Today I’m working on a brand refresh and packaging with a super cool shop based in San Diego. Favorite thing I did recently was a large book for 3M through a local agency called Space150. It was a nice change of pace to dig into something deep and tangible that’s designed to be picked up and used on a daily basis. It’s been years since my last press check. There’s nothing like the smell of fresh ink and paper.
Any upcoming projects?
I’ve got another personal project in the early stages of development. This one is a bit more complicated, so I’m finding people to help guide me through it. It’s focused on relieving some of the negative tension the media is creating around our Muslim community here in the twin cities. It’s a really vibrant and diverse community from lots of different countries. I’d like it to be centered around portraits, food, poetry, and music. Lots to learn beforehand though.
What are some of your current obsessions?
I just discovered Anish Kapoor’s work the other day, that really blew my mind. I never knew he was responsible for Cloud Gate in Chicago. His work is so visceral. It’s massive and evokes so many different feelings it can be dark, serene, violent, playful, and spiritual.
The Internet is my mainline into podcasts. I’m pretty addicted. WTF with Marc Maron, Death Sex and Money with Anna Sale, Invisibilia, Radio Lab, Snap Judgement, Love & Radio, Reply All, and of course This American Life and OnBeing. Krista Tippet introduced me to Mary Oliver’s work last week. So I’ve been reading her stuff in the morning.
We know you lived for a long time in San Francisco. Tell us about the transition to Minnesota: why did you move?
My wife left advertising to pursue a career in social work with a focus on trauma therapy. Helping vets with PTSD & TBI. The transition started in SF, but quickly became too expensive. She is from Minneapolis and some of the best programs in the country are here in the twin cities. Not to mention the VA here has a reputation for being one of the most progressive. So it was a no brainer.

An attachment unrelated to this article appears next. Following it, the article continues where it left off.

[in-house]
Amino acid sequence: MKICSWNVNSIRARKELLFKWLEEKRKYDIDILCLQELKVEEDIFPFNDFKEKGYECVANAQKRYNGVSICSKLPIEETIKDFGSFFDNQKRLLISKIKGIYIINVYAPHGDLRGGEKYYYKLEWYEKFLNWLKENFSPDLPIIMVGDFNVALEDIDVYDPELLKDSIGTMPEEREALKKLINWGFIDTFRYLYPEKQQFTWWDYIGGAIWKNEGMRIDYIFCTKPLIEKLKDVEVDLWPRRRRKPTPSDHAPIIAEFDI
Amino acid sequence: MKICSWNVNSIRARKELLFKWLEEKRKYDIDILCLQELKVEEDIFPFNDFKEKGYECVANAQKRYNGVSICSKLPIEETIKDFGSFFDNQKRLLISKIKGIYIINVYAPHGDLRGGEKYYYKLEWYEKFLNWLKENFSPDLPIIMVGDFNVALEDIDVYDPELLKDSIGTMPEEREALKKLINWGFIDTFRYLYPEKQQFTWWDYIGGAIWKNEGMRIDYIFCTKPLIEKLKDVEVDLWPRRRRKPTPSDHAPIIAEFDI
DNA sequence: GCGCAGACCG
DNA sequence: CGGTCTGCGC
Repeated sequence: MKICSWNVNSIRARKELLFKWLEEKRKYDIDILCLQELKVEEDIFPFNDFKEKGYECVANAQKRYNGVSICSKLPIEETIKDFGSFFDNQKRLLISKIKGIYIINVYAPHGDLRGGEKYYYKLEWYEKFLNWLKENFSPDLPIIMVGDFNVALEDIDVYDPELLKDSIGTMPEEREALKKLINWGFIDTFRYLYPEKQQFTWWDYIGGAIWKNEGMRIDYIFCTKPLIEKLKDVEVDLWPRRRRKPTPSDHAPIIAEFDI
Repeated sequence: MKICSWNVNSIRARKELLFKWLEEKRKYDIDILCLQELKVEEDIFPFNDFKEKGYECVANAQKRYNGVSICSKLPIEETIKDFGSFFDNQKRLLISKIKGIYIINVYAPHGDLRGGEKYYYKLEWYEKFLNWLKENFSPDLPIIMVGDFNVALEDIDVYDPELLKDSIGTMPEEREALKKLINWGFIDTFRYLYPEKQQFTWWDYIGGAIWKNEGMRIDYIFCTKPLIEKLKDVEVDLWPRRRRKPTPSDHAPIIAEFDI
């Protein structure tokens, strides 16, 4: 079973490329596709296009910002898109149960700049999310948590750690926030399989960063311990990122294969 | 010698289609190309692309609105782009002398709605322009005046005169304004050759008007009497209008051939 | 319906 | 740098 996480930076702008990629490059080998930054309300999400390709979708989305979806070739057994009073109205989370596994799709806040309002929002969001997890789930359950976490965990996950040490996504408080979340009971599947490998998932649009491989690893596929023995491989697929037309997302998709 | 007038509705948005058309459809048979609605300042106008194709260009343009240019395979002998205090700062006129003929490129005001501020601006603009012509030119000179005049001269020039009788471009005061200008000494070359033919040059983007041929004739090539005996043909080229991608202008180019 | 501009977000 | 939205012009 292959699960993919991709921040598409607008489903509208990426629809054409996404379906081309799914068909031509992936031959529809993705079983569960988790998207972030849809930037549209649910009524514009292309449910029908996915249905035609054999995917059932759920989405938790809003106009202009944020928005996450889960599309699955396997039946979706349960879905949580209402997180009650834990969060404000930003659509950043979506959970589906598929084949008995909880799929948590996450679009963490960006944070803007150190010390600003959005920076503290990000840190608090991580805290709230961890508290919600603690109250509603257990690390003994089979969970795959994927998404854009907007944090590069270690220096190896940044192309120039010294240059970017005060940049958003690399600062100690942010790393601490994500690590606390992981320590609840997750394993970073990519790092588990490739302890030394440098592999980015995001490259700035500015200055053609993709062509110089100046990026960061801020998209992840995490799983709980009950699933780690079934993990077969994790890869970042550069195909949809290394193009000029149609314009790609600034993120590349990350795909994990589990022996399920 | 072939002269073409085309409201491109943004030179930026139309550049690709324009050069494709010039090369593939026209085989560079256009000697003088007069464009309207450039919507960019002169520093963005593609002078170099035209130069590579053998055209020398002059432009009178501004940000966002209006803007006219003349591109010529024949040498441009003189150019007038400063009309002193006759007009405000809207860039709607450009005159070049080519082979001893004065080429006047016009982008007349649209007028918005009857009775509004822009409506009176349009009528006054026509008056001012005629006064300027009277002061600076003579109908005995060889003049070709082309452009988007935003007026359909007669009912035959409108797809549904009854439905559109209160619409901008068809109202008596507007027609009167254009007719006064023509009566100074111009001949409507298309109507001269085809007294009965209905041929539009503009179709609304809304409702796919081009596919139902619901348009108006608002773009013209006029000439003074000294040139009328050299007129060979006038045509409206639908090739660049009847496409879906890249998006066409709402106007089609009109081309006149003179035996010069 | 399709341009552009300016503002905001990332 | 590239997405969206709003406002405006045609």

After 12 years I was pretty nervous about leaving Northern California. My relationship with San Francisco had been over for sometime, but Marin County to the Oregon border is my favorite place on earth. Year ‘round motorcycle season, best roads in the country, farms, mountains, road side BBQ oyster shacks, The Pelican Inn, Muir Beach, middle of nowhere bakery’s, and Lake Tahoe. It was an emotional departure to say the least.
Favorite things about living there, biggest challenges...
Once you embrace winter, it's a beautiful thing. One big difference from the coasts, is that everyone here is from here. A big shift from the transient nature of SF. It was rare to meet someone born and raised in SF. Here in Minneapolis it’s the opposite, and when you do find someone the answer to “Why the hell did you move here?” is almost always “I got married, and my wife/husband is from here.” Minnesotans always return home.
It’s also weird to be the odd man out when it comes to kids. They procreate early and often here. Must be the winters.